Government is too big not to play a role in U.S. manufacturing. An example of a constructive measure was the recent change in depreciation rules for machine tools. But in light of the competition from low-price foreign producers, some favor a more aggressive role than this. Various measures of direct intervention could give U.S. manufacturers a boost, including tariffs, buy-American provisions, dollar devaluation and direct subsidies.
But there's a problem. Each of these measures forces some specific category of Americans to pay the price. For those who are serious about a more heavy-handed role for government, the first question has to be: Who pays?
Tariffs raise prices for imported goods, allowing domestic producers to charge high prices, too. The group most threatened by this is the group that benefits most from access to the low-cost goods—those who earn a low income. More affluent consumers would not have to choose between an air conditioner and a television if the prices for both went up; they would just forgo some non-manufactured luxury. But the low-income household would have to make this choice, meaning its standard of living would decline.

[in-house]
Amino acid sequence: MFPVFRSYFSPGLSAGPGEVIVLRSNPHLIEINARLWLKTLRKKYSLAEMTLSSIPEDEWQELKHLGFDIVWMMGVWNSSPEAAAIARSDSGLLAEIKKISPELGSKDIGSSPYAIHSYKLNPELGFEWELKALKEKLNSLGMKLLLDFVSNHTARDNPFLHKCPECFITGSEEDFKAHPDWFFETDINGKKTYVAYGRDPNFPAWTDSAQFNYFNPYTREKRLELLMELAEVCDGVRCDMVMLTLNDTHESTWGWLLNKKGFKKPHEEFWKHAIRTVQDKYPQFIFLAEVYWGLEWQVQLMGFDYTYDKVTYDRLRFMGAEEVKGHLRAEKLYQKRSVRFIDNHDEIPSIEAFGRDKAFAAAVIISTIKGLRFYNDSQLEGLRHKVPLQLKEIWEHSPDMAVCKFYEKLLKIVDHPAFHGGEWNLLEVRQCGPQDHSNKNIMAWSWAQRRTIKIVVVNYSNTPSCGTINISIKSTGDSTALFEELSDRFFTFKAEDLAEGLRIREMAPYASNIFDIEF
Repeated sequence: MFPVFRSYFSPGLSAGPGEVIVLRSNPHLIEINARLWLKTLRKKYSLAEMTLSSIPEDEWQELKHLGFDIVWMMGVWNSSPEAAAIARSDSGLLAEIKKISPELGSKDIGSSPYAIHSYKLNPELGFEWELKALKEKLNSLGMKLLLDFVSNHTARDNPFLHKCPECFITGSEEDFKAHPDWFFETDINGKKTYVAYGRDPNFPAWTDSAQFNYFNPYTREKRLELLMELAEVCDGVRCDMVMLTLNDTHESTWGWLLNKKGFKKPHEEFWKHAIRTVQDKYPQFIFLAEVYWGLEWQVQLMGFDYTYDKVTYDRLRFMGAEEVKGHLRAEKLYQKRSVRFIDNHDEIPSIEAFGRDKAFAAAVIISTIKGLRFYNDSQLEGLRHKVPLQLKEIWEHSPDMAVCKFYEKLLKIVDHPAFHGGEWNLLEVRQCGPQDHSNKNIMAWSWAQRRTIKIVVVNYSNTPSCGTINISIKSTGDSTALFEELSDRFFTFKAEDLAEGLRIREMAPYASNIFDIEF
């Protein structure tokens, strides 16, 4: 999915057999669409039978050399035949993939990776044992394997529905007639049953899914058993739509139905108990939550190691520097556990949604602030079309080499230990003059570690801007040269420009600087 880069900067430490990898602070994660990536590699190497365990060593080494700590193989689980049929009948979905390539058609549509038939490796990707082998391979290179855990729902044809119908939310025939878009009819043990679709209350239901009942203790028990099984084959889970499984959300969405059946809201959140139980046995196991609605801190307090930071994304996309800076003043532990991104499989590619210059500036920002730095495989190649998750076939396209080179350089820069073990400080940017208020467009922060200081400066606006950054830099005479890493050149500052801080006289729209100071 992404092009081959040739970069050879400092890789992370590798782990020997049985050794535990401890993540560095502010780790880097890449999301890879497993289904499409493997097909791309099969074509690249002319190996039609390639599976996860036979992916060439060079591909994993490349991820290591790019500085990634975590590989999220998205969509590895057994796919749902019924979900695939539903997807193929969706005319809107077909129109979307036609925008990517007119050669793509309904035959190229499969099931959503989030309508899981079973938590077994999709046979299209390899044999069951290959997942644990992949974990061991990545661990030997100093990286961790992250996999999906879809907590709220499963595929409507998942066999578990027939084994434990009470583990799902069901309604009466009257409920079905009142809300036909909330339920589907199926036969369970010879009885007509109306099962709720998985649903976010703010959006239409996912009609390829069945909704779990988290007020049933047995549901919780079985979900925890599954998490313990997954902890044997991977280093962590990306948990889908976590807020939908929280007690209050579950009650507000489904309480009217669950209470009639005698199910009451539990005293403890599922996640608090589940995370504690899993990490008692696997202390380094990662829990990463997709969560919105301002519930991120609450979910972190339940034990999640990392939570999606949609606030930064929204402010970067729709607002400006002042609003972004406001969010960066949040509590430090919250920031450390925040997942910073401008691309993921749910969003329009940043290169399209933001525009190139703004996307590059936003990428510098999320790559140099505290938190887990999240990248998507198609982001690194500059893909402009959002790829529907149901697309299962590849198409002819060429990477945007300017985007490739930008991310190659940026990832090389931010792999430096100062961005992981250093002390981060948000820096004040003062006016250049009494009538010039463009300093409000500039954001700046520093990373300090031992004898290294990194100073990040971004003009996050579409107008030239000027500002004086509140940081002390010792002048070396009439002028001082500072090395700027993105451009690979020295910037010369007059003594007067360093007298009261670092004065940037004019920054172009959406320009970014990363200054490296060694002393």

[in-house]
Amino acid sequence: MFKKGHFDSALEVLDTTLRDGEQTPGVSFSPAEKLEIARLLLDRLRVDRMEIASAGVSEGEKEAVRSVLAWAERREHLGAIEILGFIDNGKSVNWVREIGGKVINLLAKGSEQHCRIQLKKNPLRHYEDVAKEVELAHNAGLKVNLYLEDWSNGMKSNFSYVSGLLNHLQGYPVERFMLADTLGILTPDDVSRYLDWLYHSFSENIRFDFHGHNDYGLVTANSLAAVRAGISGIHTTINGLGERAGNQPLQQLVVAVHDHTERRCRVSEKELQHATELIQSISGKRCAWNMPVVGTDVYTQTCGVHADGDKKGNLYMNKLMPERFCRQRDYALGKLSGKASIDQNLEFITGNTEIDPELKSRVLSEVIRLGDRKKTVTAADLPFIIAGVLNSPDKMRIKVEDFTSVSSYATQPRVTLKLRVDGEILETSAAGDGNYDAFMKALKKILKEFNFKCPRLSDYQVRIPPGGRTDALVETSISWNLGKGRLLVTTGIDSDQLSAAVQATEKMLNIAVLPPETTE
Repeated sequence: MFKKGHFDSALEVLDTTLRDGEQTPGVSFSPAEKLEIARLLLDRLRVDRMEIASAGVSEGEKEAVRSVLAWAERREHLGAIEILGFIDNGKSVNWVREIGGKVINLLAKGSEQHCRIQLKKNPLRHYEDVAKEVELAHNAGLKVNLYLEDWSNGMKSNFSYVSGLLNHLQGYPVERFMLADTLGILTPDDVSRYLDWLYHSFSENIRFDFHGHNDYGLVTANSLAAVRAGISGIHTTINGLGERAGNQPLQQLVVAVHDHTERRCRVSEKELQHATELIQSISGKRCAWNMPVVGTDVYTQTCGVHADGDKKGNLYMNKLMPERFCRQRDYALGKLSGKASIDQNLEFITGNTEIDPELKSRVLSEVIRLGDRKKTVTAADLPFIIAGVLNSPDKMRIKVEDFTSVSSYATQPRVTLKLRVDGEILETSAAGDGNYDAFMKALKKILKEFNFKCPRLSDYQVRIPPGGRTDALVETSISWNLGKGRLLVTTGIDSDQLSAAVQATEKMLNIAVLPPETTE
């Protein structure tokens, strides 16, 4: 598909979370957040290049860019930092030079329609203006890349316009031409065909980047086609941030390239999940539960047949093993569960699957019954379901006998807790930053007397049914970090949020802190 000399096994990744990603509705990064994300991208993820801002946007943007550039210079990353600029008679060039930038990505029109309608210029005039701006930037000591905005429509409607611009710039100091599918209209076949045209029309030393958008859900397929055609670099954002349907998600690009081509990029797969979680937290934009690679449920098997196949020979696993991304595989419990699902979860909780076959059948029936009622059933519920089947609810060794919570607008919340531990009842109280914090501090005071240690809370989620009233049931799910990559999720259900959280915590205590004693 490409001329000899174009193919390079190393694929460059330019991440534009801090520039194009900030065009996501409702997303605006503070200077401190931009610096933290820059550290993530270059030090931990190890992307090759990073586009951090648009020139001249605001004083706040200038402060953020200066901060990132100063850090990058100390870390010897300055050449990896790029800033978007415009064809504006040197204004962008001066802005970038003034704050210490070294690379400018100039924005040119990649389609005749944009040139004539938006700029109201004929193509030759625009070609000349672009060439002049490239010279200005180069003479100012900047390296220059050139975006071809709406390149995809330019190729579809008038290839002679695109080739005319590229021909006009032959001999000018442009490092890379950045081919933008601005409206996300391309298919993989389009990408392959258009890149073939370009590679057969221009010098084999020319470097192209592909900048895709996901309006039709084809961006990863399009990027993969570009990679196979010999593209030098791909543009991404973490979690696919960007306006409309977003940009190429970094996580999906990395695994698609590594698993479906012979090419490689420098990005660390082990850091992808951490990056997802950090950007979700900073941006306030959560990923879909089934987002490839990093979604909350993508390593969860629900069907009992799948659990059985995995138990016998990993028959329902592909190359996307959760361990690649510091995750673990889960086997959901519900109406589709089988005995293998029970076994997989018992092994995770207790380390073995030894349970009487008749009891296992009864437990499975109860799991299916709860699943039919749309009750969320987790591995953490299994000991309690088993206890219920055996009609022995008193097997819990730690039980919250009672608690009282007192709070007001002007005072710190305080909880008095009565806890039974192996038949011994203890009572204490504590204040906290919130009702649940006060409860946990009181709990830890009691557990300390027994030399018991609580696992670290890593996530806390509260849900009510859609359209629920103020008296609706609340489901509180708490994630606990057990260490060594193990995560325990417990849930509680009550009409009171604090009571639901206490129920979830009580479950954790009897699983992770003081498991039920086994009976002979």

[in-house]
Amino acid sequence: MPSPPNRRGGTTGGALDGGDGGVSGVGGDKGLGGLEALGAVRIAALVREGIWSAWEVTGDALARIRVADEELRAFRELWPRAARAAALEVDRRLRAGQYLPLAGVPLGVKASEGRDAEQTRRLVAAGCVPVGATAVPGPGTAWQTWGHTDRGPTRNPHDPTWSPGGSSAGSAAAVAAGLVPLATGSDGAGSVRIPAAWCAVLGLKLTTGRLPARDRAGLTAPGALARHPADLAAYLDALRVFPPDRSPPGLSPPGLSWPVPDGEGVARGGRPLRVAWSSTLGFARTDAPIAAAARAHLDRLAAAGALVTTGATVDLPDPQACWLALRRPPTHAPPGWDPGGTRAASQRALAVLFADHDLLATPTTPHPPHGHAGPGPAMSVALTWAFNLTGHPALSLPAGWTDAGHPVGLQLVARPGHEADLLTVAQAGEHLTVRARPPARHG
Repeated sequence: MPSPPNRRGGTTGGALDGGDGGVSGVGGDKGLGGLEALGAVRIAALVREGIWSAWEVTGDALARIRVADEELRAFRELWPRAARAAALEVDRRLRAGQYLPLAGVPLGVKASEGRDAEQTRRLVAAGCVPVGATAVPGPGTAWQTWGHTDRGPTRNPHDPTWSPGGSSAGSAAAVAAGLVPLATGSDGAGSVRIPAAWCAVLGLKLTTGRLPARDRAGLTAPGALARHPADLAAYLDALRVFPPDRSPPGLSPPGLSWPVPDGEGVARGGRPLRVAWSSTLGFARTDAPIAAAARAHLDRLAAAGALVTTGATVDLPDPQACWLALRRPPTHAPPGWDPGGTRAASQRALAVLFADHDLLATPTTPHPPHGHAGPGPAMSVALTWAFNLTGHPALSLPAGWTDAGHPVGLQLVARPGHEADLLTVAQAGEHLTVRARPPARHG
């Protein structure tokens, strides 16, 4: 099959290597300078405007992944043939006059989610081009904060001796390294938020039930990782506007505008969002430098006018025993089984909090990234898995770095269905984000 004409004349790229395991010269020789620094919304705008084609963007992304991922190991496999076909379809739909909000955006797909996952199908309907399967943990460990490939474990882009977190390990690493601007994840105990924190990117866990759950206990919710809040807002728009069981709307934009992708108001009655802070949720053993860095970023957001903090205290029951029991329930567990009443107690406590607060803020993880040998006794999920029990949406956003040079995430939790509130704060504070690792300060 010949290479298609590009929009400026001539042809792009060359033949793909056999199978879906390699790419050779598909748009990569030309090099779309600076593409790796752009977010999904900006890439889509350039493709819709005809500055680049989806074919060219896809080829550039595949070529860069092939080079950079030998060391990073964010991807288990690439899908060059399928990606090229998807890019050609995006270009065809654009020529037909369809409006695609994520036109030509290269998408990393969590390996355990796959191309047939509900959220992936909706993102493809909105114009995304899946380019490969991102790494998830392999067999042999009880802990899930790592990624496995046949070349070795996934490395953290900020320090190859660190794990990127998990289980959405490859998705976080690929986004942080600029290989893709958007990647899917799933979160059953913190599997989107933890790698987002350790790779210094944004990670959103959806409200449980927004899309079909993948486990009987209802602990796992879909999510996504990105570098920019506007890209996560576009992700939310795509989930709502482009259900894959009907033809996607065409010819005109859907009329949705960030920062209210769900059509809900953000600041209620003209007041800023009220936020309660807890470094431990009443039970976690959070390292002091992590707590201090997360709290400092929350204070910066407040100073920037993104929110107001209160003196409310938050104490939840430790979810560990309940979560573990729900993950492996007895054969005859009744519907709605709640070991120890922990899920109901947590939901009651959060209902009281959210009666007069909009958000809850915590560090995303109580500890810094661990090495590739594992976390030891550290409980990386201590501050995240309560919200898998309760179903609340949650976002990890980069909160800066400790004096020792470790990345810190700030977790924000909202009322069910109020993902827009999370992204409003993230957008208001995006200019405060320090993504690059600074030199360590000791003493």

Buy-American measures force the government—specifically the military—to choose domestic suppliers. With the number of suppliers reduced, the remaining suppliers charge more. The military’s purchasing power goes down. If military personnel are less well equipped as a result, they are among the ones who pay.
Devaluing the dollar means circulating more money. Prices rise through inflation, but not right away. Short term, two groups benefit: those who receive the new money early (such as government contractors) and the holders of foreign currency who can now buy more in dollar-priced goods. Those who suffer are the waitress, grounds-keeper and school teacher who see prices rise well before their wages do.
The least talked-about measure may actually spread the burden widest—subsidy payments for manufacturers. Roughly half of all Americans pay federal income tax. This group would share the cost.
But here a different danger presents itself. All of these measures, and the last one in particular, serve to shield manufacturers from competition. Even in today’s environment, U.S. manufacturers are adapting. They are specializing, automating and expanding their range of services to the customer. Would these same improvements occur if manufacturers were protected? With too much intervention, manufacturing itself may pay the price.